Seeking Steady Growth In Technology Stocks

OCEAN CITY — For the past decade or so, many investors seeking the potential for steadier growth have avoided the tech sector, thanks in part to its association with the dot-com bubble of the late 1990s and early 2000s. But today the landscape for technology companies is markedly different. In fact, investors seeking potential stability may well want to look to the sector — not necessarily to headline-making startups, but to more mature, nuts-and-bolts companies that manufacture and market computers and information technology services.

Having survived the tech bubble as well as the more recent recession, mature tech companies currently have strong fundamentals that could make them good opportunities in both bull and bear market scenarios, observes Savita Subramanian, head of U.S. Equities Strategy at BofA Merrill Lynch Global Research. "Some of the larger, cash-rich, less ‘exciting’ technology stocks could do well over the next few years," she says.

For starters, Subramanian notes, many of the more fragile tech companies fell out of favor during the shakeout a little over a decade ago or in subsequent recessions. Our research indicates that the survivors have emerged hardier and healthier. As the cost of capital dropped from 2002 to 2007, financials, industrials and materials companies added more debt and expanded capacity. By 2008 those sectors "were the most leveraged and most geared to collapse during the credit crisis," Subramanian says. "Meanwhile, technology did the exact opposite. Tech took its lumps back in 2000 and spent the next seven years consolidating capacity. The sector generally avoided debt, so it ended up in a better position."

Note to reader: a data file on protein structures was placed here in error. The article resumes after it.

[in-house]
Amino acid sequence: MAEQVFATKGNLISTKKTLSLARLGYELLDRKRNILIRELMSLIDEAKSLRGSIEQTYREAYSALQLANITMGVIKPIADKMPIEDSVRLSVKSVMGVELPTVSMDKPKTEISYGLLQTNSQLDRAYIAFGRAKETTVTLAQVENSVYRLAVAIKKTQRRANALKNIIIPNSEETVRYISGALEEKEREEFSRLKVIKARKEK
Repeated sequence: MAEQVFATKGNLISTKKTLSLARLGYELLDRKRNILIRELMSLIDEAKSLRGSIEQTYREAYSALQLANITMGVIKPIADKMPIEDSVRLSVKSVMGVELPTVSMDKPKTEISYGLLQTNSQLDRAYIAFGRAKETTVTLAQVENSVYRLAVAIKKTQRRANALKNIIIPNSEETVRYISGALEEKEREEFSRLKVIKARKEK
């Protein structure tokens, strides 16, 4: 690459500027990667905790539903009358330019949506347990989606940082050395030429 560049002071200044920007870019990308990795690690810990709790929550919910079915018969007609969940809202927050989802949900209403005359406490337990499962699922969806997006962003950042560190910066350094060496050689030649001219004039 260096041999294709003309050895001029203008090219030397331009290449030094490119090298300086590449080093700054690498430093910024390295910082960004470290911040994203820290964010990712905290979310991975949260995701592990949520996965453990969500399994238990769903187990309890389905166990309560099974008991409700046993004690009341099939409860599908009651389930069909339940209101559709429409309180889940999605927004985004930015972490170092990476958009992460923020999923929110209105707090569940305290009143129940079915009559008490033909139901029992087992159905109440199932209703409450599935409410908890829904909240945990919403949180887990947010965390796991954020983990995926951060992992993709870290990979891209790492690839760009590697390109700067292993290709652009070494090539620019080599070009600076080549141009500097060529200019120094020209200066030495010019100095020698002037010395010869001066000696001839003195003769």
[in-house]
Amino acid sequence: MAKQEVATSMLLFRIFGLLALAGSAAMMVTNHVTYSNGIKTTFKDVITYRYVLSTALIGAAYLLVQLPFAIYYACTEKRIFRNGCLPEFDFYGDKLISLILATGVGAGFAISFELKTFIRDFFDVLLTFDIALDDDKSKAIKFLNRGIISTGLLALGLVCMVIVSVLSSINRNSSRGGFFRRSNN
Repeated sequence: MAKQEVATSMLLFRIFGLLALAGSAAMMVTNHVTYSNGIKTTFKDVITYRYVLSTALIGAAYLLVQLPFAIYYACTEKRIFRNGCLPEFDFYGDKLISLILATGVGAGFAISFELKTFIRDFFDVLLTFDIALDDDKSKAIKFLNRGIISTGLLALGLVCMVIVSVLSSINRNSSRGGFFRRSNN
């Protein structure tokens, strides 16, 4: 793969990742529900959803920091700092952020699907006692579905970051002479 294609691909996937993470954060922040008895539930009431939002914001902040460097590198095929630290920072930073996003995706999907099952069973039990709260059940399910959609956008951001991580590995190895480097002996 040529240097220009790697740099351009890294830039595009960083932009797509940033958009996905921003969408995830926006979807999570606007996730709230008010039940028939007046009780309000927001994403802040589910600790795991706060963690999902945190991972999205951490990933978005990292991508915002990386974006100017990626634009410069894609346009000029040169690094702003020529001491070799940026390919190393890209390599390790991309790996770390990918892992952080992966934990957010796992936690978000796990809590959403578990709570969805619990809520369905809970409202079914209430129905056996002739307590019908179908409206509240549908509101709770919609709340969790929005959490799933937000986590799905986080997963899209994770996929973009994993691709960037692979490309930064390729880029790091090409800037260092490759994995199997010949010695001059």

Having stayed lean and mean, technology weathered the recent downturn better than many other sectors. In fact, Subramanian notes, technology is the only cyclical sector whose earnings have actually become less volatile during the past 10 to 15 years, owing largely to tech companies’ minimal debt and abundant cash. "Many investors are surprised by that," she says.

Indeed, like many other businesses that hunkered down during the recession, technology companies have been accumulating cash. With their balance sheets currently healthy and their profits stable, many tech companies have recently begun using this cash to buy back their own stock—potentially boosting its price—and to fund new or expanded shareholder dividend programs.

Whereas technology stocks in Standard & Poor’s 500-stock index have historically traded at a 25% premium relative to the overall equities market, today the sector is trading at a slight discount, largely because expectations of tech-sector growth have been at all-time lows. "That’s a very different environment from the past," Subramanian says. "Technology seems inexpensive today. Even if you take out the tech bubble period, technology is still trading at a 20% discount relative to its normal valuations."

Despite decade-old fears about investments in technology, Subramanian suggests that those seeking growth may want to take a new and unemotional look at the sector’s hard numbers. Such investors should also look at their own expectations for growth and their risk profile. They may ultimately conclude that these potentially healthy, stable, mature, dividend-producing tech stocks have earned a place in their portfolios.

(A Merrill Lynch senior financial advisor, who can be reached at 410-213-8520.)